In primary effort to reduce money laundering, corruption, tax fraud, and other financial crimes committed by small corporate businesses, the Financial Crimes Enforcement Network (or "FinCEN") is requiring "reporting companies" to report information to FinCEN about the individuals who ultimately own or control them. Generally, a "reporting company" is any entity, including a non-profit corporation such as a homeowners association, that files their formation documents with the Secretary of State. There are 23-distinct types of "reporting companies" that are exempt from the reporting requirements but, for now, incorporated homeowners associations are not excepted. Institutions, such as CAI, are working with the State's Legislature to except certain non-profits like homeowners associations.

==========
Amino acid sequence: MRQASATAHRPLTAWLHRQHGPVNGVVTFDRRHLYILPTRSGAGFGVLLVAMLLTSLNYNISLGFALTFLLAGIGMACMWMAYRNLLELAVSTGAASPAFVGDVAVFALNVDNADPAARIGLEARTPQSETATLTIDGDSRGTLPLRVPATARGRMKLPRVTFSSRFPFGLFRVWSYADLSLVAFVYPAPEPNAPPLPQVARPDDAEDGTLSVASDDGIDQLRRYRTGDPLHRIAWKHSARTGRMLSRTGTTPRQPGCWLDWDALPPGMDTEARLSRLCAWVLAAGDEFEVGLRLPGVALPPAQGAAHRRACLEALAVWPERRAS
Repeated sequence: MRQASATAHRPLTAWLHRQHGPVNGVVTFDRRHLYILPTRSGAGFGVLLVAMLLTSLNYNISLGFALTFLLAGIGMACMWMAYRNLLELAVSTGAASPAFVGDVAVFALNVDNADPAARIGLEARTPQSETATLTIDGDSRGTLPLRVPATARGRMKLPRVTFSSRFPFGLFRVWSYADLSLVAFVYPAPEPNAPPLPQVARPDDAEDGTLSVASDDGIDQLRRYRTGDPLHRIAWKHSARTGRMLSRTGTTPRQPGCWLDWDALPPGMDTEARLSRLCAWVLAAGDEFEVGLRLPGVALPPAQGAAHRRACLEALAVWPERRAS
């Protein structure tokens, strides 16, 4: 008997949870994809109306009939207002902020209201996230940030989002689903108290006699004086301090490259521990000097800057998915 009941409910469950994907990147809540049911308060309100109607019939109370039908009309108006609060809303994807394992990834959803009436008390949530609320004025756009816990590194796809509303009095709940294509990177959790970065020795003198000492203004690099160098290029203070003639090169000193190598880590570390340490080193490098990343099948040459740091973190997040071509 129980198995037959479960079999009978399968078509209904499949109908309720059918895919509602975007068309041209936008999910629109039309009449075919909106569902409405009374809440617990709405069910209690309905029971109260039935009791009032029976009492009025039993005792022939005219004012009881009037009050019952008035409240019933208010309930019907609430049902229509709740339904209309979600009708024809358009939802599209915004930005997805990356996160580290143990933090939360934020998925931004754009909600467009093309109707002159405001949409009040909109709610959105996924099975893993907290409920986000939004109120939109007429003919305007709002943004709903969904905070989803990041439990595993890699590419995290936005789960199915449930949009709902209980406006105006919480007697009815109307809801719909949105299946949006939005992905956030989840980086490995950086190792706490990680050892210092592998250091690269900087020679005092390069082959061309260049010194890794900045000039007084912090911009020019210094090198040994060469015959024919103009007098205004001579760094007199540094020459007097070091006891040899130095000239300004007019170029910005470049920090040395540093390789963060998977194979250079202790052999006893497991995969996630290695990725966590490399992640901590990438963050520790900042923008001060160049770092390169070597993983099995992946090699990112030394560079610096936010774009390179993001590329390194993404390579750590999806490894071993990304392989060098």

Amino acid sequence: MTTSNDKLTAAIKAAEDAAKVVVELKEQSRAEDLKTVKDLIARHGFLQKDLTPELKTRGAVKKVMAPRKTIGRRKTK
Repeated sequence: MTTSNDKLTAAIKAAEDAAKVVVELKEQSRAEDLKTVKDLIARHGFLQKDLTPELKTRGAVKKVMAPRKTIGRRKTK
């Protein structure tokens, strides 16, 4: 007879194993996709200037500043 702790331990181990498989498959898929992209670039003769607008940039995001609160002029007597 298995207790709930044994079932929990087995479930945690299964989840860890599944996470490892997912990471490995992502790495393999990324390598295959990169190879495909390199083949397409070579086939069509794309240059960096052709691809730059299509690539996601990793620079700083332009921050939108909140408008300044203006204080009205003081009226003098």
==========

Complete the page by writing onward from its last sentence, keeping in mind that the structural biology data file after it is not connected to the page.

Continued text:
Our understanding is that the Association's President/CEO and Treasurer/CFO will be required to fill out and submit a Beneficial Ownership Information Reports, after obtaining a FinCEN ID through FinCEN’s website.

The penalties for failing to report, or filing a report fraudulently, are steep, and include civil penalties of up to $500 for each day that the violation continues, or criminal penalties including imprisonment for up to two years and/or a fine of up to $10,000.

Homeowners Associations and their managers are encouraged to review FinCEN's requirements for more information.

Disproportionate Allocation of Regular Assessments Among CIDs with Deed Restricted Affordable Housing Units ("DRAHUs") (Post-2025 CIDs Only).

  • Amending Civil Code § 5605.

Special Limitations:

  1. The following requirements apply to increases in regular assessments only, not special assessments.
  2. The following requirements apply only to CIDs created after January 1, 2025.